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Structure of Opioid Receptors May Reveal How to Better Design Pain Relievers

Researchers take first steps to developing a new wave of kappa opioid receptor drugs

by University of Maryland School of Medicine
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Opioids remain the most potent and effective pain relievers in medicine, but they’re also among the most addictive drugs that can halt a person’s ability to breathe during an overdose—which can be deadly. Researchers have been racing to develop safer pain reliever drugs that target a specific opioid receptor, called the kappa opioid receptor, that is only found in the central nervous system and not elsewhere in the body, like other opioid receptors. Previous research suggests that such drugs may not lead to addiction or death due to overdose, but the currently known drugs that target these kappa opioid receptors have their own set of unacceptable side effects, including depression and psychosis.

In one of the first steps towards eventually developing a new wave of kappa opioid receptor drugs without these side effects, researchers at the University of Maryland School of Medicine and Washington University have mapped the 3D structure of the central nervous system specific kappa opioid receptor and figured out how it differs from the other opioid receptors. In this new study, they discovered what instructs the kappa opioid receptor to change its shape, which uniquely binds to opioid drugs, akin to a lock fitting with a specific key.

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They published their results in Nature.

Aside from relieving pain, opioid receptors are also involved in everything from sensing taste and smell to digestion and breathing, as well as responding to many of the body’s hormones. The way that opioid receptors can influence so many functions around the body is by acting with one of seven cell activity proteins, known as G-alpha proteins, that each help to specialize the function they suppress in the cell.

“Knowing how these drugs interact with opioid receptors and having a clear view of this molecular snapshot is critical for allowing researchers to develop more effective pain-relieving drugs. This requires a drug that binds to the right type of opioid receptor, such as one in the central nervous system to reduce pain versus the ones that interact in the gut, causing side effects like constipation,” said study corresponding author Jonathan Fay, PhD, assistant professor of biochemistry and molecular biology at UMSOM. “Additionally, these next generation medications will need to be designed with the appropriate kind of G-alpha protein in mind, as this will help to precisely target location and cell function by determining the specific shape of the opioid receptor—so the drug only reduces pain without affecting other body functions.”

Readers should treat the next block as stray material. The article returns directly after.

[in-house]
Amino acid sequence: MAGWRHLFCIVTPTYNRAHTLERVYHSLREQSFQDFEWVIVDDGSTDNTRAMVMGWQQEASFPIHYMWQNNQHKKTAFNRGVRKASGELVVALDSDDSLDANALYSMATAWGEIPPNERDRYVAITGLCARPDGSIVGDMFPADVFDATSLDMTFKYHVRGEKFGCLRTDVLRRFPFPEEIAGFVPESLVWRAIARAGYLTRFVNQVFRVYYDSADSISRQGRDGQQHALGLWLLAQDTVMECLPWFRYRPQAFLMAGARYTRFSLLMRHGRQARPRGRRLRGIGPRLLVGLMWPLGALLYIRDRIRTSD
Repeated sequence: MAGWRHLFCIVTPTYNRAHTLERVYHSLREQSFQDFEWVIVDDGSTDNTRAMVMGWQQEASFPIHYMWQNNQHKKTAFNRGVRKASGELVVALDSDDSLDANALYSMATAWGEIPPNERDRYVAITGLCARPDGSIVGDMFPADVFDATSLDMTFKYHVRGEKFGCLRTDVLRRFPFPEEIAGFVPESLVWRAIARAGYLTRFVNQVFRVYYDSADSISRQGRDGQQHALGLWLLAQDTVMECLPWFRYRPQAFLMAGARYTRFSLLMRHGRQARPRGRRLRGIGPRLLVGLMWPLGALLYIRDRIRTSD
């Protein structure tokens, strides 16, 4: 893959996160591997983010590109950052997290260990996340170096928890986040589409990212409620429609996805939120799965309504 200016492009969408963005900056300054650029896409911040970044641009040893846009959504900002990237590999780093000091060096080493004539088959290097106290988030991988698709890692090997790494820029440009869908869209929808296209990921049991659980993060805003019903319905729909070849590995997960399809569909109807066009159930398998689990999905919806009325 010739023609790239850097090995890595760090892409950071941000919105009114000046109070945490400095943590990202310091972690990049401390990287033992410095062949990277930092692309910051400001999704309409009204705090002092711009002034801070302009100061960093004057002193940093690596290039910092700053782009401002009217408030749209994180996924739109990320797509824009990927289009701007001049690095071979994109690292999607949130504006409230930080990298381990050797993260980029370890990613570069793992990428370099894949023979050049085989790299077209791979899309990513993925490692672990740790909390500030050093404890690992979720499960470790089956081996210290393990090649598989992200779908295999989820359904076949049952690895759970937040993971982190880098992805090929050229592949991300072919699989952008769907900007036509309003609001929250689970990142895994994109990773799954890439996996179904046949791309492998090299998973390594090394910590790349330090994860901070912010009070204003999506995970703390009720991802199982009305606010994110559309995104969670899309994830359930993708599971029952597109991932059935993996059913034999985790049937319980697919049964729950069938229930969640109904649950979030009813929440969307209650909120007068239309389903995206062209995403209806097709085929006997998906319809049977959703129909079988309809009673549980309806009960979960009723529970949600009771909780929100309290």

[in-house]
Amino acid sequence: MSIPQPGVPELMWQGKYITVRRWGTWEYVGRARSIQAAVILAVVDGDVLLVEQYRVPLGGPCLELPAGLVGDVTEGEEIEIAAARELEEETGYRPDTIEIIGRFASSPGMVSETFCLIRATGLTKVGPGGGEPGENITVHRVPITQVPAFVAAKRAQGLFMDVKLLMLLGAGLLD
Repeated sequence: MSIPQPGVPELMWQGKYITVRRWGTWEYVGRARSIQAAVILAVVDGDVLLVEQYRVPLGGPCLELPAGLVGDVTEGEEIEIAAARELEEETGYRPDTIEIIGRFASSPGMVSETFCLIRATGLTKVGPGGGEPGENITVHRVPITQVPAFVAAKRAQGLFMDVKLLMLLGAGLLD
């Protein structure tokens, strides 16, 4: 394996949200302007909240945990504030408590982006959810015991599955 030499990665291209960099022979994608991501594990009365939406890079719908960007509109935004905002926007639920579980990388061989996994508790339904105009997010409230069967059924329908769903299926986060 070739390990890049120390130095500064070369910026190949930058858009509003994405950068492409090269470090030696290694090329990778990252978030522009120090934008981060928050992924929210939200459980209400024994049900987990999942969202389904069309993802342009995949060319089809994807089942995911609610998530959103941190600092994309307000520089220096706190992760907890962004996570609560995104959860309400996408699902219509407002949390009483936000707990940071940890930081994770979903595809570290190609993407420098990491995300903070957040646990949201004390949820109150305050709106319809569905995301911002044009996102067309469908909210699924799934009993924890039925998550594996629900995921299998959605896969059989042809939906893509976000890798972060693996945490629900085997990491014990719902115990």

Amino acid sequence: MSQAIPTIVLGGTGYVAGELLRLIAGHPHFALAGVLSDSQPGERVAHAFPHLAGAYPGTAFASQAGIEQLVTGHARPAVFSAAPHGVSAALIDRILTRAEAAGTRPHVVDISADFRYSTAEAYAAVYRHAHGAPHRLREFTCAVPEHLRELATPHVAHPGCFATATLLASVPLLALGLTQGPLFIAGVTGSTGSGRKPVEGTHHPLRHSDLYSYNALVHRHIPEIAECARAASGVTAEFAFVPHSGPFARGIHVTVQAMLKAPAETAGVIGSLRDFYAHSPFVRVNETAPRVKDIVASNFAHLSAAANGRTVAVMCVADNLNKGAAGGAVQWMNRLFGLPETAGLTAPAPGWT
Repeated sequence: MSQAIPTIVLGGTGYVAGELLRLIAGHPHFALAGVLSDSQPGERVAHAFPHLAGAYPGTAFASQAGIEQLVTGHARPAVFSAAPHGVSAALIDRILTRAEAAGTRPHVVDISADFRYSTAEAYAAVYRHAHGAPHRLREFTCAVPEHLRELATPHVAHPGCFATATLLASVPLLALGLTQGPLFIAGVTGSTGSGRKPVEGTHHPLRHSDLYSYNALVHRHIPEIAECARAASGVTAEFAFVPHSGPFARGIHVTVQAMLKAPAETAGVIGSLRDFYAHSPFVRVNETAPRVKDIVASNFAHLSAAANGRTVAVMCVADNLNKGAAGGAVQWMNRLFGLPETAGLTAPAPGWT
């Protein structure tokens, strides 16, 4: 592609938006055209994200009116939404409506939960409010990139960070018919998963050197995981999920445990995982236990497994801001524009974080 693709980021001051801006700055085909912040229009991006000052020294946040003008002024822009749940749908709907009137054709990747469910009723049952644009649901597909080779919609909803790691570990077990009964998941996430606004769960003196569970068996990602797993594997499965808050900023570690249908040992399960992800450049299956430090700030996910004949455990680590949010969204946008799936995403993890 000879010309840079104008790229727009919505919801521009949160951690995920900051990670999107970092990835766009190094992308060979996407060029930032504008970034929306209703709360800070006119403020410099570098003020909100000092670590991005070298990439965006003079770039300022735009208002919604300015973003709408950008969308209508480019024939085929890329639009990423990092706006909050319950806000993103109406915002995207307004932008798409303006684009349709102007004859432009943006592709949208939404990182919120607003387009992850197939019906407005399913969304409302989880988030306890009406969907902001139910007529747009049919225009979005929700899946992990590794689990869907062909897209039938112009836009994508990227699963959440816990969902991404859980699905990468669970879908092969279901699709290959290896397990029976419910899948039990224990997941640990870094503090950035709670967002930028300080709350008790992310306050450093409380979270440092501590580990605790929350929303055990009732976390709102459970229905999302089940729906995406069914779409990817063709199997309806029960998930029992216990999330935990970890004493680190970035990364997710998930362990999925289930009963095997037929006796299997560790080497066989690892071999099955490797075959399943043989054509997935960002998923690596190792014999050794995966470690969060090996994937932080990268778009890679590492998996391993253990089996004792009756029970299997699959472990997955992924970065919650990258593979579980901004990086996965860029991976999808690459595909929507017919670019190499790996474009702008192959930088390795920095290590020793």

The known kappa opioid receptor drugs do not produce the same euphoria as traditional opioid drugs, making these kappa opioid receptor drugs less likely to be addictive.

For the current study, the researchers used cryogenic electron microscopy in order to visualize the structure of the kappa opioid receptor. They first needed to flash freeze the receptors, which were bound to a hallucinogenic drug with one of two of the traditional G-alpha proteins. They then used a different drug to see how the kappa opioid receptor interacted with two other types of G-alpha proteins; one of these G-alpha proteins is found only in the central nervous system and the other is used to detect taste and smell.

Fay described the G-protein as shaped like a chainsaw with a handle and a ripcord. Each G-protein had a slightly different position of its chainsaw handle when bound to the kappa opioid receptor. This change in position played an active role in determining the shape of the kappa opioid receptor and thus what drug bound the best to it. These findings ultimately could have implications for how new drugs will be designed.

UMSOM Dean Mark T. Gladwin, MD, Vice President for Medical Affairs, University of Maryland, Baltimore, and the John Z. and Akiko K. Bowers Distinguished Professor, said, “Researchers face an enormous challenge in developing safer pain-reliever drugs since they will need to target both the correct opioid receptor as well as the appropriate G-alpha protein. Studies like these reinforce the mission of our new Kahlert Institute for Addiction Medicine, which aims to help develop this next generation of engineered small molecule drugs that are less addictive.”

The research was supported by National Institutes of Health grants from the National Institute of General Medical Sciences (R35GM143061) and the National Institute of Neurological Disorders and Stroke (R01NS099341). The Titan X Pascal graphics card used for this research was donated by NVIDIA.

- This press release was originally published on the University of Maryland School of Medicine website